How A Waste Disposal Unit Can Help The Environment
Food waste that is dumped on landfill sites gets converted into methane which is a very powerful greenhouse gas, 25 times more damaging to the environment than C02 and a major contributor to climate change. Government and local councils in the UK are working towards reducing landfill in order to meet stringent targets to comply with European Union regulations.
The EU Landfill Directive states that all Member States must reduce the amount of biodegradable municipal waste (such as food and garden waste, and paper and paperboard) sent to landfill to: 50 per cent of that produced in 1995 by 2013 and to 35 per cent of that produced in 1995 by 2020. In order to make this happen landfill taxes have been introduced which are now £72/tonne. This is on top of normal landfill fees by businesses and local authorities. This is why local councils in many parts of the country have now introduced charging for bin bags.
A Better Way – Anearobic Digestion
The anaerobic digestion (AD) process is a well proven renewable energy technology. Additionally it reduces greenhouse gas emissions by capturing methane from the decomposition of organic materials, such as livestock manures, slurries, sewage sludge and food wastes. By harnessing the natural process – where organic matter is broken down by bacteria in the absence of oxygen, in a closed vessel – it enables the production of biogas that can be used as a renewable energy source for both for heat and electrical power. The treated digestate from the process can be used as fertiliser. As an additional benefit the presence of food waste from disposal units also improves the efficiency and running of the sewage plant.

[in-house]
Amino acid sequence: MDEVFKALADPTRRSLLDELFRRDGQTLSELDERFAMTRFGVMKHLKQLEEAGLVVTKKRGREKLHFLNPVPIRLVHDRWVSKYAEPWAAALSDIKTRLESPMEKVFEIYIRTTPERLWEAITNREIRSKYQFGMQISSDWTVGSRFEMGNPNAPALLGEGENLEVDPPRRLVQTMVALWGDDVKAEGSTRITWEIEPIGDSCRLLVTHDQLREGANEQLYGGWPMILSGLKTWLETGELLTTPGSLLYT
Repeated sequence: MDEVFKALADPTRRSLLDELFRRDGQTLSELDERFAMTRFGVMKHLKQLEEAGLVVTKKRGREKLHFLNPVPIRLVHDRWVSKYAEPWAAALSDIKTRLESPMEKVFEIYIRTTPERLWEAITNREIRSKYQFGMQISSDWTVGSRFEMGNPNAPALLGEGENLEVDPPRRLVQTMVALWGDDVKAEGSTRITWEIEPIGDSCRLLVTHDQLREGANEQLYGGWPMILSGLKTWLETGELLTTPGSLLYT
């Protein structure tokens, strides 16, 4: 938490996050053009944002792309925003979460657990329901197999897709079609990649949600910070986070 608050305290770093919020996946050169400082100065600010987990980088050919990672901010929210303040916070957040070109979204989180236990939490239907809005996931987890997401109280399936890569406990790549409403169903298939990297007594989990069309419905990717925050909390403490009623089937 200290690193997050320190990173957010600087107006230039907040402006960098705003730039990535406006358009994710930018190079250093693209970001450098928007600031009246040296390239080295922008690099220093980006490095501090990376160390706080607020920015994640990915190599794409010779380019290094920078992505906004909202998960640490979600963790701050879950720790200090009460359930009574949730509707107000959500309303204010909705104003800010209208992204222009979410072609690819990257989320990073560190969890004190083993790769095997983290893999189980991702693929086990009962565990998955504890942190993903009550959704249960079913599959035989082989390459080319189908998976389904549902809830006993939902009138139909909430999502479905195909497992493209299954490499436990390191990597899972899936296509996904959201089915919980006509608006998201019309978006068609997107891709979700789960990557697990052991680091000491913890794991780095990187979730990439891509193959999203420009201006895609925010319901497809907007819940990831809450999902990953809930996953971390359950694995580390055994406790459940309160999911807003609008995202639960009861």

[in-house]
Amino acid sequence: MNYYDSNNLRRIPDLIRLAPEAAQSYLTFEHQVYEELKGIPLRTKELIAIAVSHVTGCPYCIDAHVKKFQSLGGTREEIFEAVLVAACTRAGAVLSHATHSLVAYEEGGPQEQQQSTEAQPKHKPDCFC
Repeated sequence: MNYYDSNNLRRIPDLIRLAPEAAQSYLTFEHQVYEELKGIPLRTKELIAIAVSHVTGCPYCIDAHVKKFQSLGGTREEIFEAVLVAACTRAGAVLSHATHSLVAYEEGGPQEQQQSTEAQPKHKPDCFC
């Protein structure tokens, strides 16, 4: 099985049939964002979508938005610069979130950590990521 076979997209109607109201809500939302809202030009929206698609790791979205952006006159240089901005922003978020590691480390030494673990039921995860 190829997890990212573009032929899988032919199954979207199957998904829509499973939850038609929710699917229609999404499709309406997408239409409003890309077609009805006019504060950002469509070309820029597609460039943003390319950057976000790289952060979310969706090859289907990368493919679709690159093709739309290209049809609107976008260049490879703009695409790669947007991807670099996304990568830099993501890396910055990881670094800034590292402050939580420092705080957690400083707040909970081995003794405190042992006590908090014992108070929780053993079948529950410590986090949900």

Each tonne of food waste that is processed by a WDU and sent to the sewage works will not only avoid the 25 tonnes equivalent of greenhouse gases (by preventing methane being made in the landfill) but will also save a tonne of CO2 from being produced by virtue of substitution, ie by burning 1 tonne of methane and creating electricity it means that the power stations burn 1 tonne less of coal.
AD is the now the method favoured by water companies in England and Wales for dealing with waste water sludge and many have anaerobic digesters attached to water treatment plants. By 2015 85% of the final sewage sludge will be digested into methane and in turn converted into electricity. Studies in Sweden have shown that adding the food waste output of WDUs to the sewage waste stream can increase biogas capture by as much as 46%.
WDU’s offer significant advantages over composting and collection. Most significant are the space savings, avoidance of smell and vermin, and the fact that methane is captured resulting in carbon savings.
Worldwide Use of Waste Disposal Units
In the UK only a small number (about 6%) of householders have adopted this convenient and eco-friendly way to dispose of food waste. Other parts of the civilised World are far ahead of the UK being led by the USA where 50% of households (80% in new homes and 94% in California), Sweden (46%), New Zealand 34% , Australia 20%.